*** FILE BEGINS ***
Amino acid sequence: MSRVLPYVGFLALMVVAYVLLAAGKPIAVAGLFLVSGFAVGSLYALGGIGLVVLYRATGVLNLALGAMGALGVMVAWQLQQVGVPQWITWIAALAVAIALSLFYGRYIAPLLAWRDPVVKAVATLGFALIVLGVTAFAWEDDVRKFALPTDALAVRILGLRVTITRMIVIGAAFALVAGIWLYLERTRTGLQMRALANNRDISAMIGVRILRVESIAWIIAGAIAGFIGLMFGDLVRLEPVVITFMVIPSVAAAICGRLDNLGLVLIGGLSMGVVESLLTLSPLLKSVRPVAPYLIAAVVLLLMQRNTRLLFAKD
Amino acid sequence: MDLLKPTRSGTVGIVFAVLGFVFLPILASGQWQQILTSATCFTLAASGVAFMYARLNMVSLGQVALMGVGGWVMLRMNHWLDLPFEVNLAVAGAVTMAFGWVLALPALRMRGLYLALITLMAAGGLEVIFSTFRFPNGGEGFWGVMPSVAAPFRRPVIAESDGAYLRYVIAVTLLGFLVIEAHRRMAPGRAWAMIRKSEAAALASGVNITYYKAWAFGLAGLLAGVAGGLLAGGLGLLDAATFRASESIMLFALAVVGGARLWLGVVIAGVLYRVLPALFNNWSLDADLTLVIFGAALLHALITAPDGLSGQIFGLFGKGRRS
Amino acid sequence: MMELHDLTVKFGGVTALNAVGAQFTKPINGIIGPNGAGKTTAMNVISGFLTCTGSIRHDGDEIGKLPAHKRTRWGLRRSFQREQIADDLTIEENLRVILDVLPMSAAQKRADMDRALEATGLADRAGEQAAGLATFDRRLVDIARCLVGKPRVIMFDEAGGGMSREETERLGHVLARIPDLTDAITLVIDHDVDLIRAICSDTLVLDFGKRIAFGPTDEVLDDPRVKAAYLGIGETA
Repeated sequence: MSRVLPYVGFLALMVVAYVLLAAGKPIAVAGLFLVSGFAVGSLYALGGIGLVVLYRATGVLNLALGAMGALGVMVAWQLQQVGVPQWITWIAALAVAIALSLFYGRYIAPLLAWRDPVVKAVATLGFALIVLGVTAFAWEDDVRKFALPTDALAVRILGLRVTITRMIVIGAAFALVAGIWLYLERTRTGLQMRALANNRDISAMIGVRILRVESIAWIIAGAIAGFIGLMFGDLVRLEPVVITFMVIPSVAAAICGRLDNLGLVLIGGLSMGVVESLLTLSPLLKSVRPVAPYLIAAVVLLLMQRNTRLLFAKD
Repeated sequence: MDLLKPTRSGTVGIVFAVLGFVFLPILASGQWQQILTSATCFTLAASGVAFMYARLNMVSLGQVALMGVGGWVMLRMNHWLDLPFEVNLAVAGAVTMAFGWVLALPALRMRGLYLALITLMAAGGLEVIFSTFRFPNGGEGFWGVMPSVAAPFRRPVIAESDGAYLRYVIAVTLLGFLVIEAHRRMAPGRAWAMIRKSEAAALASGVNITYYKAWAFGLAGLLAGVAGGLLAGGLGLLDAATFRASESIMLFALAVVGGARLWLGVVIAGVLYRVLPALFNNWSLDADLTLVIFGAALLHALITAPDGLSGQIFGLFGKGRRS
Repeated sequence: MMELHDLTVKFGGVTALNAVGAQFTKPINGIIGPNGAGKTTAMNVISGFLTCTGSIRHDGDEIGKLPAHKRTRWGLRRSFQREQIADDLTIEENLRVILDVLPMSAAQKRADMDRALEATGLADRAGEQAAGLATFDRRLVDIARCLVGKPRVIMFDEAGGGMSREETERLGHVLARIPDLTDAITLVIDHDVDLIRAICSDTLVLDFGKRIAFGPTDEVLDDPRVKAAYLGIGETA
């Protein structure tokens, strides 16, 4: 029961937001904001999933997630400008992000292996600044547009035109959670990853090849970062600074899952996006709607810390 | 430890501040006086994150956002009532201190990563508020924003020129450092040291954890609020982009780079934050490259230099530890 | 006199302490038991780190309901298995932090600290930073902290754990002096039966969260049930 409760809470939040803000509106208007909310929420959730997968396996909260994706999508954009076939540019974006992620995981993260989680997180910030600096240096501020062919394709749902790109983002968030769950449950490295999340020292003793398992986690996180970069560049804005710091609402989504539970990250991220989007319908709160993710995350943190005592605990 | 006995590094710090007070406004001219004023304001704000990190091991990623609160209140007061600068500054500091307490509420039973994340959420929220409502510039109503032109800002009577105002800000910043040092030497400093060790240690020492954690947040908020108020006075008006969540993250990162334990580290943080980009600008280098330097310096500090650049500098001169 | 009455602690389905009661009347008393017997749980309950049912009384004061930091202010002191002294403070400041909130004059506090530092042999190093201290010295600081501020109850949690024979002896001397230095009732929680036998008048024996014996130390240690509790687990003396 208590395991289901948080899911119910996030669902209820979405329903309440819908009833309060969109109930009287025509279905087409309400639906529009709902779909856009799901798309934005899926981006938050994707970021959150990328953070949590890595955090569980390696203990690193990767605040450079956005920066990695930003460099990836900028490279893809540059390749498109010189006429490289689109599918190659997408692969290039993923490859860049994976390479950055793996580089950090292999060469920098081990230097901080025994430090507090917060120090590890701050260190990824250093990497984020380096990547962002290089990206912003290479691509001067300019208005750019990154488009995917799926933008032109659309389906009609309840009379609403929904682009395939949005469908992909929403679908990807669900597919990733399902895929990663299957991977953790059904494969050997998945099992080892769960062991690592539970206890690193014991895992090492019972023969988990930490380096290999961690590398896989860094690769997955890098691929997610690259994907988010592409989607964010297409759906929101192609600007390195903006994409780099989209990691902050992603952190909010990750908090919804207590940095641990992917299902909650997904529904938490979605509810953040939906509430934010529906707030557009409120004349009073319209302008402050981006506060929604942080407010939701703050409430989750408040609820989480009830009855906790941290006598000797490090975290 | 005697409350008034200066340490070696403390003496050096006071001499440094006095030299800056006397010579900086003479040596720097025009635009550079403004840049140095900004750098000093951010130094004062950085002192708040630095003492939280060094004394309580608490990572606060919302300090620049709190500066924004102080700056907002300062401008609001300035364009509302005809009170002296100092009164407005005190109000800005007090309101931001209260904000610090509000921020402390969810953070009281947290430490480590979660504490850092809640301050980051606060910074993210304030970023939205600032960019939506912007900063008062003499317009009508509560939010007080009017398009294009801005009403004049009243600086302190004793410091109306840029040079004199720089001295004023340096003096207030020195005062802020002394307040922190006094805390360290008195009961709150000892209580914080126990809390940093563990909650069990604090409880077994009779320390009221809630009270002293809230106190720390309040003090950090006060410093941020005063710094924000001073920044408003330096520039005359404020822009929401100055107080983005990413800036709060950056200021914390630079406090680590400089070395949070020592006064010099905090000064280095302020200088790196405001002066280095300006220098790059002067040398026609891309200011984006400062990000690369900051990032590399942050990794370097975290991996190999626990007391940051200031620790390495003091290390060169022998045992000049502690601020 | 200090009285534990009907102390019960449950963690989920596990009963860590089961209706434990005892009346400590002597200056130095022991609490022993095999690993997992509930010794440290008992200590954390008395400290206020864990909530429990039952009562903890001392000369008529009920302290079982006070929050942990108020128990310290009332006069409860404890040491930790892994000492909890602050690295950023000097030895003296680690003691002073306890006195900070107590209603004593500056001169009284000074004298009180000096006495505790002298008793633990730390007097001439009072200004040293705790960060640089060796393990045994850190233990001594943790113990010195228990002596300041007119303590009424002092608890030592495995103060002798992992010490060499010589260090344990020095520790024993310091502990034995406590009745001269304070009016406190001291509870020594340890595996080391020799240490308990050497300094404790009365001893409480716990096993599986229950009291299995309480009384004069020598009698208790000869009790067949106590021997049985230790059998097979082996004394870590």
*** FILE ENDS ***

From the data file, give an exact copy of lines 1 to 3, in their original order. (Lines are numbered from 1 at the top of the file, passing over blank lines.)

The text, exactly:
Amino acid sequence: MSRVLPYVGFLALMVVAYVLLAAGKPIAVAGLFLVSGFAVGSLYALGGIGLVVLYRATGVLNLALGAMGALGVMVAWQLQQVGVPQWITWIAALAVAIALSLFYGRYIAPLLAWRDPVVKAVATLGFALIVLGVTAFAWEDDVRKFALPTDALAVRILGLRVTITRMIVIGAAFALVAGIWLYLERTRTGLQMRALANNRDISAMIGVRILRVESIAWIIAGAIAGFIGLMFGDLVRLEPVVITFMVIPSVAAAICGRLDNLGLVLIGGLSMGVVESLLTLSPLLKSVRPVAPYLIAAVVLLLMQRNTRLLFAKD
Amino acid sequence: MDLLKPTRSGTVGIVFAVLGFVFLPILASGQWQQILTSATCFTLAASGVAFMYARLNMVSLGQVALMGVGGWVMLRMNHWLDLPFEVNLAVAGAVTMAFGWVLALPALRMRGLYLALITLMAAGGLEVIFSTFRFPNGGEGFWGVMPSVAAPFRRPVIAESDGAYLRYVIAVTLLGFLVIEAHRRMAPGRAWAMIRKSEAAALASGVNITYYKAWAFGLAGLLAGVAGGLLAGGLGLLDAATFRASESIMLFALAVVGGARLWLGVVIAGVLYRVLPALFNNWSLDADLTLVIFGAALLHALITAPDGLSGQIFGLFGKGRRS
Amino acid sequence: MMELHDLTVKFGGVTALNAVGAQFTKPINGIIGPNGAGKTTAMNVISGFLTCTGSIRHDGDEIGKLPAHKRTRWGLRRSFQREQIADDLTIEENLRVILDVLPMSAAQKRADMDRALEATGLADRAGEQAAGLATFDRRLVDIARCLVGKPRVIMFDEAGGGMSREETERLGHVLARIPDLTDAITLVIDHDVDLIRAICSDTLVLDFGKRIAFGPTDEVLDDPRVKAAYLGIGETA